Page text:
Unlike many games reviewed on this site, Chess Ultra doesn’t need much of an explanation. Let’s face it, it’s chess. If it was a whizzy new game it would fit rather neatly into the turn based abstract strategy genre. But it’s not new, it’s good old chess.
Chess Ultra is a multi-platform chess offering that has previously graced the PS4, PC, Xbox and VR supported platforms. Last but not least, it has finally come to the the Switch, Nintendo’s increasingly popular, play anywhere wonder machine that’s probably going to fly off the shelves this Christmas. Whether you’ll want to pick up developer Ripstone Games’ Chess Ultra for your Switch, which when you get right down to it is more or less a slightly improved version of their previous effort, Pure Chess, is another matter altogether.
So what does Chess Ultra do to make it worth your money and turn itself into more than a just a bog standard chess game? Let’s take a look at what it offers for budding Magnus Carlsens.
At first glance Chess Ultra looks and sounds really rather lovely. It features four well modelled 3d chess sets and boards, all in a variety of settings such as a country manor, accompanied by soothing background music. You can mix and match your playing location, pieces and the material that they’re made of.
The graphics look a little soft edged in handheld mode but a good deal crisper when played in docked mode. There are a few preset camera angles and you can also manually set your own angle, if desired. Three dimensional chess is all well and good but over the years I’ve found that computer chess is really always best played on a top down 2d board. The 3d Staunton set is playable using the default camera view but using the Fire and Brimstone set it was too difficult to tell what the pieces were, let alone see much of the board.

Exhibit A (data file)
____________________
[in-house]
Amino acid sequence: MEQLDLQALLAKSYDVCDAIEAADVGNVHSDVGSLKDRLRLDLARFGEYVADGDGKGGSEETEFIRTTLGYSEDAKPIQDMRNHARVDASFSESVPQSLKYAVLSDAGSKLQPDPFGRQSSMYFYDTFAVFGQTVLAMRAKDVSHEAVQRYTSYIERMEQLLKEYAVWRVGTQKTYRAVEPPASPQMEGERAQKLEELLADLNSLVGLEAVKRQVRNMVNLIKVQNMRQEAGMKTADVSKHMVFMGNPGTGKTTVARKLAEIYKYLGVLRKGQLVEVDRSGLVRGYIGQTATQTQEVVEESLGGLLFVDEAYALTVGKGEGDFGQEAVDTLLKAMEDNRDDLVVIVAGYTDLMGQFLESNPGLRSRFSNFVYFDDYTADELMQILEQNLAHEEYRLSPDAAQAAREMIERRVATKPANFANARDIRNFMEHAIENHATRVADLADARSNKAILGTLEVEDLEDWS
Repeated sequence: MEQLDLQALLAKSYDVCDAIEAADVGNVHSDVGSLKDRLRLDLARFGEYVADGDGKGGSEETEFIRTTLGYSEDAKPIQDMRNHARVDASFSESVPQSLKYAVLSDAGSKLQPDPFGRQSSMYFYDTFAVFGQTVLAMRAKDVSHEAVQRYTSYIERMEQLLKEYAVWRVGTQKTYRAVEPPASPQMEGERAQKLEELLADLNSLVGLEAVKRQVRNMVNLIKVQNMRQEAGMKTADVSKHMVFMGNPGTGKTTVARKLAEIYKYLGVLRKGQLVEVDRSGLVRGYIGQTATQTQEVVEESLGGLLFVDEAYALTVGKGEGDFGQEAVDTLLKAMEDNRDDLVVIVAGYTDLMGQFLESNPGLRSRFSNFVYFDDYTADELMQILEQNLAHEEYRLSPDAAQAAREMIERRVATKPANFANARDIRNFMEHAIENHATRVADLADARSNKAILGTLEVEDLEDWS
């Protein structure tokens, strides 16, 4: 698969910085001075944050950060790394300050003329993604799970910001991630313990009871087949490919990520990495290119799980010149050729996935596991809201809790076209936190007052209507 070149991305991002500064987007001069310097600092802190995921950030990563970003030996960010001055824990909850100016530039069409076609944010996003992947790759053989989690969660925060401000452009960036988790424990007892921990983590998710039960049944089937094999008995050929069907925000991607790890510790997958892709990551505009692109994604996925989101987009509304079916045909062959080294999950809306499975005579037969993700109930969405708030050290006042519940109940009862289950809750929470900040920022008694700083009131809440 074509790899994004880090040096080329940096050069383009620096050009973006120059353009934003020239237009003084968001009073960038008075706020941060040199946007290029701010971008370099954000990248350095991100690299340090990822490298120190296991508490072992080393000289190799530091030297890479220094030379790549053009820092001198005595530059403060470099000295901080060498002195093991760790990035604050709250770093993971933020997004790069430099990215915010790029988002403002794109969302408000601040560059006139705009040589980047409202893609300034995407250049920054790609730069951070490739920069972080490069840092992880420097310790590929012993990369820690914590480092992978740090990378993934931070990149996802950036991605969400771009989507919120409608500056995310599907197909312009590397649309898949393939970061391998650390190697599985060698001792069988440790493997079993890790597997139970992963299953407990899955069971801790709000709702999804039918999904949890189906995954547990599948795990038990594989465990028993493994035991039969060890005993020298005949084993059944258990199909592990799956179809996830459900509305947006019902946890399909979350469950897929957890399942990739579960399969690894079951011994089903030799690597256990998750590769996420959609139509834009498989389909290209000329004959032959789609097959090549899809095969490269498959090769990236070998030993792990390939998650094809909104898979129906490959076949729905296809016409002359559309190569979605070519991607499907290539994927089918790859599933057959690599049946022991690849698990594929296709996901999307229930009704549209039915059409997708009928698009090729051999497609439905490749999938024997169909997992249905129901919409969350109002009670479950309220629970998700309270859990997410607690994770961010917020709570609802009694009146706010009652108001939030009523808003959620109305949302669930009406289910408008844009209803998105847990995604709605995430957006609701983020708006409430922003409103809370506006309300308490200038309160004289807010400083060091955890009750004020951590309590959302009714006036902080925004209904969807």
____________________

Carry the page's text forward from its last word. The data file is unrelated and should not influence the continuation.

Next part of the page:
I was disappointed by the top down ‘2d’ view as the board and pieces were still rendered in 3d and and had distracting shadows and highlights on them. Really, all I wanted was a clean and crisp, top down, no-nonsense 2d view.
If you’re brand new to chess or need a refresher you can run through quite a number of tutorial lessons. Chess Ultra will teach you how to move the pieces as well as look at basic chess strategy and tactics such as pins and forks. Each tutorial features a brief explanation and then asks you to move a piece or carry out a tactic. The main shortcoming is that it doesn’t let you retry tutorials if you didn’t understand them the first time around. Looking at the tutorials as a whole, while useful for absolute beginners I feel that they could and should have been a lot deeper. You can easily learn the same thing for free from any number of chess sites.
There are around 80 chess puzzles included, ranging from easy ‘Mate in 1’ puzzles where you have to find a checkmating move to much more difficult ‘Mate in 7’ puzzles. The best puzzle feature is the Historical challenges, where you take over and replay key parts of famous chess games from history. These are fairly difficult challenges where you have to win the game over the next several moves. I would’ve loved to have seen much more of these.
While the controls worked well enough in handheld and docked mode – touch screen being my preferred option for handheld – I feel that the user interface needs work. It’s by no means bad but it has a few rough edges that make things such as starting a new game more difficult than they really ought to be. The most annoying issue is the use of thin white borders on a brown background that make it hard to tell what you’ve highlighted when making selections from menus.